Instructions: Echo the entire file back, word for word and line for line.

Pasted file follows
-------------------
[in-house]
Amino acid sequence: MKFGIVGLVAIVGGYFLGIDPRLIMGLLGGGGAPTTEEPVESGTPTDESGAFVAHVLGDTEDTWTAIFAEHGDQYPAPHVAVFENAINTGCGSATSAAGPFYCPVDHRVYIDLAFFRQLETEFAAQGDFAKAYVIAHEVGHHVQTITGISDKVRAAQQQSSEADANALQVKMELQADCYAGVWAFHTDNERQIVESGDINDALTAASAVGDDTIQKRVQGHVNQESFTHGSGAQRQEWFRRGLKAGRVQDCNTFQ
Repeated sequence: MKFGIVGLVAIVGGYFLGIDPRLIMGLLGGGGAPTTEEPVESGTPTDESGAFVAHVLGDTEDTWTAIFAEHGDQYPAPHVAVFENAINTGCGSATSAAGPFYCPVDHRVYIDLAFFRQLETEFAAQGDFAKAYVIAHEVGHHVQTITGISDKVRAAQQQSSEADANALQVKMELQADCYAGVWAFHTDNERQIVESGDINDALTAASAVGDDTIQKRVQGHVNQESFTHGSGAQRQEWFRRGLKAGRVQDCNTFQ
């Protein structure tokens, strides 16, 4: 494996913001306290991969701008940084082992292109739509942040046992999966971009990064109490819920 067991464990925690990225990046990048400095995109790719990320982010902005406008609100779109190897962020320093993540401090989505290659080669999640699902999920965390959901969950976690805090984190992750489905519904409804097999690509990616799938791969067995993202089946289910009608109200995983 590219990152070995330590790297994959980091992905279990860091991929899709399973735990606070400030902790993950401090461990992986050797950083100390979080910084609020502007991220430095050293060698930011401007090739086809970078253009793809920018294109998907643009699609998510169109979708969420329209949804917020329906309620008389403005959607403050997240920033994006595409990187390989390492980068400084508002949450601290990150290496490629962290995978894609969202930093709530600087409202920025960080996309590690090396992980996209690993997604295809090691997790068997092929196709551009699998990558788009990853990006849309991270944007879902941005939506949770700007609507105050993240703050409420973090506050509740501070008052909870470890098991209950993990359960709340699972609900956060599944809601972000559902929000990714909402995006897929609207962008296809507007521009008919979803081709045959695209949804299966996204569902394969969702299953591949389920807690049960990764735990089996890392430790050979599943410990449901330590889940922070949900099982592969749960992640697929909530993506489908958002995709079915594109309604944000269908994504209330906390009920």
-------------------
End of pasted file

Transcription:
[in-house]
Amino acid sequence: MKFGIVGLVAIVGGYFLGIDPRLIMGLLGGGGAPTTEEPVESGTPTDESGAFVAHVLGDTEDTWTAIFAEHGDQYPAPHVAVFENAINTGCGSATSAAGPFYCPVDHRVYIDLAFFRQLETEFAAQGDFAKAYVIAHEVGHHVQTITGISDKVRAAQQQSSEADANALQVKMELQADCYAGVWAFHTDNERQIVESGDINDALTAASAVGDDTIQKRVQGHVNQESFTHGSGAQRQEWFRRGLKAGRVQDCNTFQ
Repeated sequence: MKFGIVGLVAIVGGYFLGIDPRLIMGLLGGGGAPTTEEPVESGTPTDESGAFVAHVLGDTEDTWTAIFAEHGDQYPAPHVAVFENAINTGCGSATSAAGPFYCPVDHRVYIDLAFFRQLETEFAAQGDFAKAYVIAHEVGHHVQTITGISDKVRAAQQQSSEADANALQVKMELQADCYAGVWAFHTDNERQIVESGDINDALTAASAVGDDTIQKRVQGHVNQESFTHGSGAQRQEWFRRGLKAGRVQDCNTFQ
């Protein structure tokens, strides 16, 4: 494996913001306290991969701008940084082992292109739509942040046992999966971009990064109490819920 067991464990925690990225990046990048400095995109790719990320982010902005406008609100779109190897962020320093993540401090989505290659080669999640699902999920965390959901969950976690805090984190992750489905519904409804097999690509990616799938791969067995993202089946289910009608109200995983 590219990152070995330590790297994959980091992905279990860091991929899709399973735990606070400030902790993950401090461990992986050797950083100390979080910084609020502007991220430095050293060698930011401007090739086809970078253009793809920018294109998907643009699609998510169109979708969420329209949804917020329906309620008389403005959607403050997240920033994006595409990187390989390492980068400084508002949450601290990150290496490629962290995978894609969202930093709530600087409202920025960080996309590690090396992980996209690993997604295809090691997790068997092929196709551009699998990558788009990853990006849309991270944007879902941005939506949770700007609507105050993240703050409420973090506050509740501070008052909870470890098991209950993990359960709340699972609900956060599944809601972000559902929000990714909402995006897929609207962008296809507007521009008919979803081709045959695209949804299966996204569902394969969702299953591949389920807690049960990764735990089996890392430790050979599943410990449901330590889940922070949900099982592969749960992640697929909530993506489908958002995709079915594109309604944000269908994504209330906390009920």